Rose to hold hearing on hate crimes
The recent rash of hate crimes committed against Jews in New York is making heads turn in Washington D.C.
U.S. Rep. Max Rose, chairperson of the Homeland Security Subcommittee on Intelligence and Counterterrorism, said he will hold a hearing Wednesday, Jan. 15 on the rise of anti-Semitic domestic terrorism attacks, the federal government’s response, and additional steps that can and should be taken to address the threats.
“The unfortunate reality is that Jews are living in fear over the rise in anti-Semitism and domestic terrorist attacks. That’s a reality I refuse to accept,” said Rose, a Democrat representing Southwest Brooklyn and Staten Island.
“All levels of government need to rise to the challenge, ensure the safety and security of the Jewish community, and do everything in our power to combat the disgusting hate and pervasive anti-Semitism,” said Rose, who is the first Jewish person to represent Staten Island in Congress.
In 2019, Rose was part of a bipartisan group of House members that successfully pushed to double the funding for the Nonprofit Security Grant Program, a federal initiative that provides support and protection to non-profit and religious institutions like synagogues, churches, mosques and community centers.
Malliotakis blasts bail reform law
Assemblymember Nicole Malliotakis, who charged that New York State’s new bail reform law “dangerous,” is stepping up her call to make changes to the law.
“For months, my colleagues and I have pleaded with Gov. Cuomo to call the state legislature back to Albany to fix a misguided bail reform law that will lead to the release of individuals who have committed serious crimes back into our communities,” said Malliotakis, a Republican representing parts of Bay Ridge and Staten Island.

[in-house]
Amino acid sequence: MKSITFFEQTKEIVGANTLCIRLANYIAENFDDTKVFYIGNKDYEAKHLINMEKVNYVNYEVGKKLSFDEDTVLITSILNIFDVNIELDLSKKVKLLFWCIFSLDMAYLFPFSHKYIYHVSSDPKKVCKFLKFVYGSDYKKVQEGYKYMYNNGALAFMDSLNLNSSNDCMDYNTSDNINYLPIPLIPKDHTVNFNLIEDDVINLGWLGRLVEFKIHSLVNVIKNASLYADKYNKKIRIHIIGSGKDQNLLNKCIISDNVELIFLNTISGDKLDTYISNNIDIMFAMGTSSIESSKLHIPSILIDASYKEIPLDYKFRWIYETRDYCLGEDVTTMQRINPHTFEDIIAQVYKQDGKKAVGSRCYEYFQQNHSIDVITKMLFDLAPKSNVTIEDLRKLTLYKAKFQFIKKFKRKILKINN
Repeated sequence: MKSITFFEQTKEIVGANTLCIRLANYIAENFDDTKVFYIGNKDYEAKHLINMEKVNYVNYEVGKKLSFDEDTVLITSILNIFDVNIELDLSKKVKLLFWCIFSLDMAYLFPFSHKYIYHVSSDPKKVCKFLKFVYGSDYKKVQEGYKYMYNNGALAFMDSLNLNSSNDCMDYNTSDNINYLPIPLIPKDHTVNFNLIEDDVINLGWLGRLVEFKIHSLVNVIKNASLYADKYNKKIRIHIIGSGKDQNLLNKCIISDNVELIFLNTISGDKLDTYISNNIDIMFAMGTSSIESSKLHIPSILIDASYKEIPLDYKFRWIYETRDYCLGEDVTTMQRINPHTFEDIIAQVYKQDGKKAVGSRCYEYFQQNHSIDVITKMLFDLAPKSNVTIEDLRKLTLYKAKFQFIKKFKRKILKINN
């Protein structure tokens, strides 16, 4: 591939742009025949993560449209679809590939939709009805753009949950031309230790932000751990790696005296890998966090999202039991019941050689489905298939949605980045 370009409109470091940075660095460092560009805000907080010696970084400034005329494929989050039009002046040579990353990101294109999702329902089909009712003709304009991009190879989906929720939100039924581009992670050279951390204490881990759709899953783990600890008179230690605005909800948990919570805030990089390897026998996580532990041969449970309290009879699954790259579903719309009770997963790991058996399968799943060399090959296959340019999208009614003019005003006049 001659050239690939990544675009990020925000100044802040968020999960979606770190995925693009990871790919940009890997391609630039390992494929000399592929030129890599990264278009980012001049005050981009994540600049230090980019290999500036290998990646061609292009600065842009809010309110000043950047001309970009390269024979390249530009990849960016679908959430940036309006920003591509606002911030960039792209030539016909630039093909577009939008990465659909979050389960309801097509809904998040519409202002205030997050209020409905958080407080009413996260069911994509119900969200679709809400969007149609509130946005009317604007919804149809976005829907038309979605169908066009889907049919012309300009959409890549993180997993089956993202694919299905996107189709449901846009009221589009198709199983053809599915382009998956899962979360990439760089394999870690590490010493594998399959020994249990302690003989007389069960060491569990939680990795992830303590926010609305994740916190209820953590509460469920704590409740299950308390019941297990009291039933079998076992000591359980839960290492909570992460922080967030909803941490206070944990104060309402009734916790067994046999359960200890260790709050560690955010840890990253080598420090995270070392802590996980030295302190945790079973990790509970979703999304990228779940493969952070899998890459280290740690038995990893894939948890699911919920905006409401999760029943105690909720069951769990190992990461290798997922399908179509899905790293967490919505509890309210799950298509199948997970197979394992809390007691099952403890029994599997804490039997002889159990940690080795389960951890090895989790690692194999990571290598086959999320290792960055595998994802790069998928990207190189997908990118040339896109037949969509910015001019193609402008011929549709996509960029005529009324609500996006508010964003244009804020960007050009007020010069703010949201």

“This new law does not consider an individual’s criminal history or the threat they pose to public safety,” Malliotakis said.
The new law, which went into effect on Jan. 1, eliminates cash bail and pre-trial detention for many criminal suspects.
Frontus lauds subway elevator plan
Assemblymember Mathylde Frontus said the plan by the Metropolitan Transportation Authority to install elevators at 20 additional subway stations is good news for riders.
The F train station at Neptune Avenue in Coney Island is one of the stations slated to get an elevator.
“Every Brooklynite knows how important public transportation is. In fact, over 4.3 million New Yorkers rely on the subway system each day to go to work, school or simply get around the city. Yet for years, Coney Island seniors and residents with mobility impairments haven’t been able to utilize their local station because it wasn’t fully ADA-accessible. This is absolutely unacceptable and a terrible disservice to so many of our loved ones and neighbors,” said Frontus, a Democrat representing Coney Island, Seagate and parts of Dyker Heights and Bay Ridge.
“Every New Yorker should be able to get around the city they call home safely and efficiently. With these improvements soon underway, we’re moving in the right direction toward ensuring all residents have equal access to the services they need and deserve,” Frontus said.
Gounardes disappointed with Cuomo Rx veto
State Sen. Andrew Gounardes expressed concern in the wake of Gov. Andrew Cuomo’s veto of a bill passed by the state legislature to provide additional oversight of pharmacy managers.
“I am disappointed and angry on behalf of our local pharmacies here in southern Brooklyn that the governor has vetoed a bill to bring oversight to pharmacy benefit managers in New York State. By vetoing this bill, he is putting big business over regular people struggling to pay for their healthcare,” said Gounardes, a Democrat whose district includes Bay Ridge and several other neighborhoods in Southwest Brooklyn.
Gounardes vowed to work to pass the legislation again.
“It is vital for both our local mom-and-pop shops as well as New Yorkers that this industry have some measure of transparency and accountability, and I will fight to protect our local pharmacies next session,” he said.
Treyger takes part in Menorah lighting ceremony
Councilmember Mark Treyger spent part of the last night of Hanukkah at a Menorah lighting ceremony in Coney Island.
The ceremony, which took place at Chabad of Coney Island on Surf Avenue, had a particular poignancy, according to Treyger, who noted the recent series of shocking hate crimes against Jews.
“These recent heinous acts of hate must not shatter our collective spirit, divide our families and de-humanize our humanity. An attack on one is an attack on all,” said Treyger, a Democrat who represents Coney Island, Gravesend and parts of Bensonhurst.
“We must stand united, in solidarity, and with inclusive conviction that we will not tolerate hate against any member of our community. The story of Hanukkah is a story of resilience and strength against all odds. We are one. We will overcome,” Treyger said.